Photography courtesy of Buraka Som Sistema
Last weekend, Portimão in the Algarve was the stage for one of Europe’s biggest Afrobeats festivals, with acts like Davido, Wizkid, Burna Boy and J Hus turning out to perform. The inaugural Afro Nation was four days of celebration soundtracked by waves, and enhanced by churrasco-style BBQ meats and sunny weather. Social media was lit with festival goers, the majority of them black from outside Portugal, hashtagging their memories of an unforgettable musical experience.
But, on the Twitterverse a debate was firing up over whether Portugal was too racist a country to play host. Although some people claimed to have been victims of racism at the festival or heard about it second-hand, many defended Portugal and shared their positive experiences of visiting and attending Afro Nation. It’s left me wondering whether Afro Nation’s publicity has helped Portugal continue to ignore its racist relationship with its own black population.
As I perused over supportive posts, I turned to Portuguese Twitter to hear more about the festival’s reception in my country of birth.
“I went to bed in Portimão and woke up in Luanda [the capital of Angola].”
“Black plague in Portimão.”
For anyone familiar with Portugal’s relationship to blackness, it isn’t surprising. For a country that “discovered” much of the world, they have a huge blind spot when it comes to race and the African continent. As put by black Portuguese podcaster Rui Paquete, who hosts Idiosincrasia Africana, “Until Afro Nation, most Portuguese people thought there were only two countries in Africa: Angola and Cape Verde”. We must remember that Portugal not only led the vanguard of colonialism, but actually started the transatlantic slave trade. Brazil, one of their former colonies, has the largest African diaspora outside of the continent itself.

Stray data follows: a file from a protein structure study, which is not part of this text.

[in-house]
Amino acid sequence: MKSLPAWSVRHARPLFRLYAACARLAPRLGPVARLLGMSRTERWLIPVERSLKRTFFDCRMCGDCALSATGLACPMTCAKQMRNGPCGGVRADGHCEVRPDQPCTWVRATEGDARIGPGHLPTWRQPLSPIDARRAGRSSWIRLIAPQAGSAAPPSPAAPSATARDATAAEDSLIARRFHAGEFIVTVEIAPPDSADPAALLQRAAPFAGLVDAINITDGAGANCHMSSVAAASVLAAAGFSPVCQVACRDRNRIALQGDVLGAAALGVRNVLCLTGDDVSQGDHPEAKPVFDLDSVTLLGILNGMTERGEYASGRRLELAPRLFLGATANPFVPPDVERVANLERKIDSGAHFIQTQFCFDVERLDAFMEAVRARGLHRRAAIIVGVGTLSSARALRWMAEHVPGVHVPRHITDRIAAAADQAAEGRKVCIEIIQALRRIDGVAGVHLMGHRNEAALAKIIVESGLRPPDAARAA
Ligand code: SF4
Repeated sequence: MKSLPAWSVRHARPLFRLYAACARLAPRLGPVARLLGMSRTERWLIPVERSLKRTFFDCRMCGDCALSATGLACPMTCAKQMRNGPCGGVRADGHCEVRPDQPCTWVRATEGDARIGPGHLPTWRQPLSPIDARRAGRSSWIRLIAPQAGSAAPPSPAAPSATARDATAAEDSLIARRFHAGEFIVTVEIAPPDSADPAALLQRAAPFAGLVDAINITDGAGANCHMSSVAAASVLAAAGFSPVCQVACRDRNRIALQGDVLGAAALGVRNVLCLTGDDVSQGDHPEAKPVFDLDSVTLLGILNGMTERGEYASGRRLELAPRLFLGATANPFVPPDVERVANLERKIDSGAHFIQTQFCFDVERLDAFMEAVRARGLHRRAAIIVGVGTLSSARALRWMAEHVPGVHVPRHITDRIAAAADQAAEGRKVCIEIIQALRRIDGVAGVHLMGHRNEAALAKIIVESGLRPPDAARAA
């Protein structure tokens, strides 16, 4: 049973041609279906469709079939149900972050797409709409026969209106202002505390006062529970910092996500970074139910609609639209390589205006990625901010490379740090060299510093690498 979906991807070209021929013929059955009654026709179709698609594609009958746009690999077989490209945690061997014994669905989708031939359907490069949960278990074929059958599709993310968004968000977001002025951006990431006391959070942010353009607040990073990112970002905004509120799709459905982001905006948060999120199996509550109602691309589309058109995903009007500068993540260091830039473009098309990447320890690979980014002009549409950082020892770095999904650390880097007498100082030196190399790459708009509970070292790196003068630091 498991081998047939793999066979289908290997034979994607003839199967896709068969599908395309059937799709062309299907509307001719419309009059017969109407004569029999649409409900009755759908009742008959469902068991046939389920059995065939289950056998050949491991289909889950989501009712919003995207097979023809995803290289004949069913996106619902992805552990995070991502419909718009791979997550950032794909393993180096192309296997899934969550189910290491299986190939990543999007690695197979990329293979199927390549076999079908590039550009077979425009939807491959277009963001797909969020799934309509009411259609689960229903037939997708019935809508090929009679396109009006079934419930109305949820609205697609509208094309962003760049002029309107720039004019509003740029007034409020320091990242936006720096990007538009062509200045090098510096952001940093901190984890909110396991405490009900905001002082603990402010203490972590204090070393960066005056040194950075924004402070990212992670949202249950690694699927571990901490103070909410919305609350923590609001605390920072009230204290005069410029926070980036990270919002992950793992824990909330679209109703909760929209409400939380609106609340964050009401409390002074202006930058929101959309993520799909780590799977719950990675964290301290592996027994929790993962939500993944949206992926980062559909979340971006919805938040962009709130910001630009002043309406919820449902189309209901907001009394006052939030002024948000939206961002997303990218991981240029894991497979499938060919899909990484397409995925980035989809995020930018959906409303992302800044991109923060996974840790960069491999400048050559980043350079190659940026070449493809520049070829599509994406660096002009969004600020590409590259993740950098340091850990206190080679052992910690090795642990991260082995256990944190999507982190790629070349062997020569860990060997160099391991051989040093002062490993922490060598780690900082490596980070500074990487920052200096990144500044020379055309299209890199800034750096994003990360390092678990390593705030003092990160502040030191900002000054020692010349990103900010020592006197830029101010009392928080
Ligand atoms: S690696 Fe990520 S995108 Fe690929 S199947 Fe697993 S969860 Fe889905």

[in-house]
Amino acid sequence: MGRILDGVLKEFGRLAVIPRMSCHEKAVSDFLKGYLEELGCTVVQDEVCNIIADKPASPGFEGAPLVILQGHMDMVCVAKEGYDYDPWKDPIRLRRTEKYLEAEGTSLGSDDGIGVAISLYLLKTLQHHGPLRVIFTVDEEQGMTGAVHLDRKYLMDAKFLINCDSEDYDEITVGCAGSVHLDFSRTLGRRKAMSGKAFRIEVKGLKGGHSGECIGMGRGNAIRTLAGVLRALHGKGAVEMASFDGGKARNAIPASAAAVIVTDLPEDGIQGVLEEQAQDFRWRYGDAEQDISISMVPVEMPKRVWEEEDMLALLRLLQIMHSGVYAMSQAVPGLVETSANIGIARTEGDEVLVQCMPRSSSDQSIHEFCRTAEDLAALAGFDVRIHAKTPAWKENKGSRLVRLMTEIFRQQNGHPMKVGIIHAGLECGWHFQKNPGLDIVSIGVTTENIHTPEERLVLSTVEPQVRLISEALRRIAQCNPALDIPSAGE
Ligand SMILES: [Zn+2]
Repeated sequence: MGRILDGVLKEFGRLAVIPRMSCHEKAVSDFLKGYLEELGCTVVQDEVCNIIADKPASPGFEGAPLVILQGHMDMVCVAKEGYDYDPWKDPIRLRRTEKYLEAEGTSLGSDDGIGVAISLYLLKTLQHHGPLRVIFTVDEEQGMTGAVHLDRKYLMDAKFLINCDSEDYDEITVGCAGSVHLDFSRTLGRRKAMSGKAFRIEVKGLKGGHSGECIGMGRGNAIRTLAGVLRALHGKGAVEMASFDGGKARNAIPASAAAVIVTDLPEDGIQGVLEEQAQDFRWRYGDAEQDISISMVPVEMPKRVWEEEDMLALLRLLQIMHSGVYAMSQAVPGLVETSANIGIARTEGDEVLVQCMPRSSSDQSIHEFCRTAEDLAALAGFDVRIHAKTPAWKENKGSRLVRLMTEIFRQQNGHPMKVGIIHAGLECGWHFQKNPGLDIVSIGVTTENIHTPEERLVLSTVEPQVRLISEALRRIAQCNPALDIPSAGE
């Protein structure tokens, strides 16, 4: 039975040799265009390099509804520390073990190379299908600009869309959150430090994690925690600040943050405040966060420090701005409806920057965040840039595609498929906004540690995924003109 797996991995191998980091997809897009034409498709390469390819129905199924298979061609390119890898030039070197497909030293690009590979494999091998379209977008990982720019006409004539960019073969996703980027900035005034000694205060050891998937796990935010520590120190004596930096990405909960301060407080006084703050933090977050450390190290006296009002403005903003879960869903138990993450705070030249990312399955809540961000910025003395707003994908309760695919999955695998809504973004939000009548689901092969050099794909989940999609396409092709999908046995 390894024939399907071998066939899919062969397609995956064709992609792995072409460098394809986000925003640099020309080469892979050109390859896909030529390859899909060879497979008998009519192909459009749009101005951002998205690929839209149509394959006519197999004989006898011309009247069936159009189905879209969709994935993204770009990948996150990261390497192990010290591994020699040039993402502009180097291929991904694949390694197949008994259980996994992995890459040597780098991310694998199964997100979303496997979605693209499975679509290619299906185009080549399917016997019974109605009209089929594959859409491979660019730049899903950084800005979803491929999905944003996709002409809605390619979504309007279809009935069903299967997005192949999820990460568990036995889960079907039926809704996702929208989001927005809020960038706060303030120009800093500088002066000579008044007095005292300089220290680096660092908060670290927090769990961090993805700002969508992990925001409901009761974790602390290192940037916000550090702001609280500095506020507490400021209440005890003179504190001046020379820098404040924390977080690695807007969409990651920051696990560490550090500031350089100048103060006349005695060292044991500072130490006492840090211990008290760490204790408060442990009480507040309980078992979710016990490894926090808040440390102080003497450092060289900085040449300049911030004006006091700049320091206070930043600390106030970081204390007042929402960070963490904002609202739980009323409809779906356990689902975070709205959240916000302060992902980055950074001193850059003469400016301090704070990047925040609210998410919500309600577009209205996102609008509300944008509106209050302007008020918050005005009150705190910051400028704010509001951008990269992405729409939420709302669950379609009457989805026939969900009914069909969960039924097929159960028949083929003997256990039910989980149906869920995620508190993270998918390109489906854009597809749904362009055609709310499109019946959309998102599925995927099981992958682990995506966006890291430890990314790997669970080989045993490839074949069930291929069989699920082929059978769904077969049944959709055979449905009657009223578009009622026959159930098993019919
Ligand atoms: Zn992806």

In Portugal itself, there have historically been problems with collecting data around the population of black people. What we do know is that in cities like Lisbon, there are plenty of us living, breathing and making music. And yet, black Portuguese musicians aren’t given the same level of recognition as others in Portugal. This is ironic, considering that, despite the country’s musical landscape being deaf to its black artists, a few of them have gone on to achieve wildly successful careers elsewhere.
“It takes black artists to be successful elsewhere for Portugal to reluctantly acknowledge them as musical ambassadors of the country”
For instance, Lisbon-based music collective Buraka Som Sistema, which features black band-members, are known globally for their fusion of techno, zouk and kuduro. They have even been credited with launching a new genre of zouk bass danced in clubs across Lisbon, Luanda, Praia, Paris, London and beyond. Their music is an ode to Buraca, a Lisbon neighbourhood once infamous for immigrants, drugs and crime, and the band has toured across the world and released several albums, with notable songs such as ‘Sound of Kuduro’ featuring M.I.A.